Thoughts on President Hinckley, Part 2 --
This is going to be kind of a multicultural day for me. I started out by doing my Bible Study Fellowship homework, listened to a general conference address from President Hinckley on the way to work, and I'm going to an Ash Wednesday service in an Episcopal church this evening. I should find something Buddhist to do after the Ash Wednesday service just to round things out.
Anyway, as kind of a personal tribute to President Hinckley I decided to listen to as many of the general conference addresses he gave as president of the church as I could find, and read the others from the church website. I have the October 2001 GC on CD, so I started with those.
So far I have listened to his talk from the Priesthood session and the Sunday morning talk he gave. This was the first general conference after the introduction of the Perpetual Education Fund and after the September 11th attacks.
I'm used to listening to podcasts from Protestant ministers, so the differences in content were pretty apparent. In these two talks President Hinckley doesn't really dwell on God or spiritual matters much. His September 11th talk starts on the theme of defending ourselves from evil and the sacrifices involved, and segues into fairly familiar themes of getting out of debt and self-reliance in the face of global economic uncertainty. The PEF talk was designed to boost support for that program and talks a lot about the mechanics of it and gives some vignettes of the participants.
A couple of things that caught my ear were the way he described the two men running it, John K Carmack and another emeritus GA, (Richard ?) Cook. He venerated their worldly accomplishments as an attorney and a former comptroller for the Ford Motor company and described them as men of great ability.
He likewise talked about the beneficiaries of the PEF as returned missionaries of faith and ability who need a little help to get started so they can start careers, raise families, and become future leaders of the church.
You can tell from these talks that he really judges success in terms of character. Thrift. Self-reliance. The ability to work hard. Obedience. He doesn't really describe the PEF administrators as men of compassion. He admires them as good managers and men of ability. Likewise the PEF is not about homeless people or the desperately poor. It's about returned missionaries who need a little help to become successful. Always the scorecard. Those who have, get. Those who qualify, prosper. Those who don't are like the 5 slacker virgins. Unless you make it over the line, the lifeboat with the more worthy pulls away and leaves you behind. Always the church is about venerating the successful.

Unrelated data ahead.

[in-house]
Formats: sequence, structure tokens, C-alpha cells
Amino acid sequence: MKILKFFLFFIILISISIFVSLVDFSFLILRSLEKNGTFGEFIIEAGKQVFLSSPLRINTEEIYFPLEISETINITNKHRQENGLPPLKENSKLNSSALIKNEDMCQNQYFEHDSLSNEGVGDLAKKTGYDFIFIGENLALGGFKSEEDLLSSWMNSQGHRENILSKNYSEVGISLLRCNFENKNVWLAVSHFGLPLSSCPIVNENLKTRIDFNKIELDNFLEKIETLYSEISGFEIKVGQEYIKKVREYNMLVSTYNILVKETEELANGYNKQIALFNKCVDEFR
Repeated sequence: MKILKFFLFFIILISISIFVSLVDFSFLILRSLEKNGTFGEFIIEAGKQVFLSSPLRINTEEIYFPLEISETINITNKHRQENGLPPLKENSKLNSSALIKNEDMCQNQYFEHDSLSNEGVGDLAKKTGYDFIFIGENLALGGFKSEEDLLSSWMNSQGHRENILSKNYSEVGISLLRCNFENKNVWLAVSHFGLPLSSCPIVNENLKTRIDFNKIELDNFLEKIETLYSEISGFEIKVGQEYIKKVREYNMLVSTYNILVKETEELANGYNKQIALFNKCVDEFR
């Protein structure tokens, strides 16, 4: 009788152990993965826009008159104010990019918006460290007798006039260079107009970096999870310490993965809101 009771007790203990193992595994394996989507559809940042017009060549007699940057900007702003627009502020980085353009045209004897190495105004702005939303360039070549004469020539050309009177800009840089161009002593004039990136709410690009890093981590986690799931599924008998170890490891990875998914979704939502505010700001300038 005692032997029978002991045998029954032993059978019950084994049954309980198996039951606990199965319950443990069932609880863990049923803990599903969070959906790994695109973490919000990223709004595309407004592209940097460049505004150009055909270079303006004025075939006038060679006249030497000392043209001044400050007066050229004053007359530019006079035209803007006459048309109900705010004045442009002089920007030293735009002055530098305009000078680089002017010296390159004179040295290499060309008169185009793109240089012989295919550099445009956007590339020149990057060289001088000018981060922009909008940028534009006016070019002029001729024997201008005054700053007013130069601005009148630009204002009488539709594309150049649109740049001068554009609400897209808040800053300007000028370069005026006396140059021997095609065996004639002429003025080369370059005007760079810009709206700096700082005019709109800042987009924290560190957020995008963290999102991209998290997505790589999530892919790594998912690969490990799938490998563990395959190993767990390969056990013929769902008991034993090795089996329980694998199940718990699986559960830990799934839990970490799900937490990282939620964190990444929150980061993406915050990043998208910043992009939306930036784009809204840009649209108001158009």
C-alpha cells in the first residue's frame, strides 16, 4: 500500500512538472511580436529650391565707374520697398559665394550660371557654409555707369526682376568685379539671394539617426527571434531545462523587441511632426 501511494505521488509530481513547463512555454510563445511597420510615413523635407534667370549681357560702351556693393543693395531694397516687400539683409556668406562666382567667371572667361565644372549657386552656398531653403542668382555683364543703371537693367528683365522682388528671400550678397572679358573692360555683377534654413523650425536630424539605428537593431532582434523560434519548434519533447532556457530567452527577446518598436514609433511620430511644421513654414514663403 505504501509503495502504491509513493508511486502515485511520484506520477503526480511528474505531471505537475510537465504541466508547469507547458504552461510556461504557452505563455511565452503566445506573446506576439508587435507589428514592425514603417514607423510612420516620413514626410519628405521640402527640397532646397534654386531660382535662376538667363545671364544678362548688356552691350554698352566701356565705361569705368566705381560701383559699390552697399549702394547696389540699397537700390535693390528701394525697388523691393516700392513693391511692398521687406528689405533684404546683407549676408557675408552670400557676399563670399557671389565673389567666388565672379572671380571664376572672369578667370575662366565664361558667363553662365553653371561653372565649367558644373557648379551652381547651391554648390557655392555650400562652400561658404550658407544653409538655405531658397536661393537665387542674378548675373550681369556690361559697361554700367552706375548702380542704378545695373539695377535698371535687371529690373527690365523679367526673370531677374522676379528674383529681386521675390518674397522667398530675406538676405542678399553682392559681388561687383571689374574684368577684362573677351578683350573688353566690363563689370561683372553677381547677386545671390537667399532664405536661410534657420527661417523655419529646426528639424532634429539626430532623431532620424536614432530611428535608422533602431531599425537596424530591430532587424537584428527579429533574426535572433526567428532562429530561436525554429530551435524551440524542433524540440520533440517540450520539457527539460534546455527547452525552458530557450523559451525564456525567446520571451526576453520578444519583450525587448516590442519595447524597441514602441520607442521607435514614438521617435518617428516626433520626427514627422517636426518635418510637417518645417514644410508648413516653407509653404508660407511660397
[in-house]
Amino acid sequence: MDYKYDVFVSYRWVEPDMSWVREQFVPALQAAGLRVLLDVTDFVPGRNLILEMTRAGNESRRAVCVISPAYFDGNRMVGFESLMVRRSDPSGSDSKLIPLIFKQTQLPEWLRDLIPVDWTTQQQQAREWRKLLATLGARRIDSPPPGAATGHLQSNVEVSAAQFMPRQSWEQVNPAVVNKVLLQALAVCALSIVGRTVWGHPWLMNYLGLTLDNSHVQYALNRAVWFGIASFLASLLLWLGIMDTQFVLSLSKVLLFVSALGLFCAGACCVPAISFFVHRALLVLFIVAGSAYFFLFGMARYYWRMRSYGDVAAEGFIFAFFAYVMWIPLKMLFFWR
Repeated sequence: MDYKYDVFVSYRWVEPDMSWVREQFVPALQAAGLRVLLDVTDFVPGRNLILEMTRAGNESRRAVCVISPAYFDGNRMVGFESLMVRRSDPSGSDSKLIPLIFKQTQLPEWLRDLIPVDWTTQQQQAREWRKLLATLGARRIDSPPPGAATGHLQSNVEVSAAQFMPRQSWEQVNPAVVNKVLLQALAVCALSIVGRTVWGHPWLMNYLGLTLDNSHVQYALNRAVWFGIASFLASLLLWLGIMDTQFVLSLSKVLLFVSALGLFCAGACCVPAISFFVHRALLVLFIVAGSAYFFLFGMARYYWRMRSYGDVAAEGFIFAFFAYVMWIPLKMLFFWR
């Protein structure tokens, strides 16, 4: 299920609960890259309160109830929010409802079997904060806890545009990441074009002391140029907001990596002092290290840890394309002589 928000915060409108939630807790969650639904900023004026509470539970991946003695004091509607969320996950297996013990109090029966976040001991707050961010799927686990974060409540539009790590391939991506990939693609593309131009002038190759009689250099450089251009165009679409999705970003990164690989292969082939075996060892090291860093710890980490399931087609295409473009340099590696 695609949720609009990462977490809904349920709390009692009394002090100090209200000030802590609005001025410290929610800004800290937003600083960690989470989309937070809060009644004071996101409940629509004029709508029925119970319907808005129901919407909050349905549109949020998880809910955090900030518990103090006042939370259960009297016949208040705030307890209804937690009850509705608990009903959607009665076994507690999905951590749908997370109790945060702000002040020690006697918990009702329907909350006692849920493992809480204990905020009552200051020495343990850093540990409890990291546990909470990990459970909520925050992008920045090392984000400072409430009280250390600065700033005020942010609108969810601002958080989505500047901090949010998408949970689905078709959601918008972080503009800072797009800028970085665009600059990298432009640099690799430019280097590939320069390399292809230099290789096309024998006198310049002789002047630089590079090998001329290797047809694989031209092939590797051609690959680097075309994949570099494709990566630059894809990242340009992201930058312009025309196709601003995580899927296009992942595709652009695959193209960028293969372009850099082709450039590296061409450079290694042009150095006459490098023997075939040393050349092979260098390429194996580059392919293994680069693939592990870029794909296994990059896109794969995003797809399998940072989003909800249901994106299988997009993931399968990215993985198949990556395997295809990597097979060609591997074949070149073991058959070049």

The talk finished before I got to work, so I listened to a MoTab choir hymn from the same conference, "Nearer My God To Thee". That hymn always reminds me of my mother's funeral. There were six people at the graveside, including Wife of Bath and I, pretty much everybody left in the world who cared about her at all. We couldn't find a minister, we couldn't find an LDS bishop, or anybody else to conduct, so the funeral home asked me to do it. Having been in an Elders Quorum presidency and having spoken in church several times this was not a great stretch. I conducted, assigned prayers, WoB and I picked the songs, I gave the eulogy, and either the opening or closing prayer. I had the skills to do all those things because of the skills the church had developed in me as a priesthood holder.
As I pulled into a parking space I had just a few moments to reflect on the many ways I have been shaped as a person by the church and the many things I have learned. It certainly refined my character and taught me how to speak and preside in religious meetings. I have always been blessed in the experiences I have had exercising my priesthood. I would certainly not be the person I am today without those things.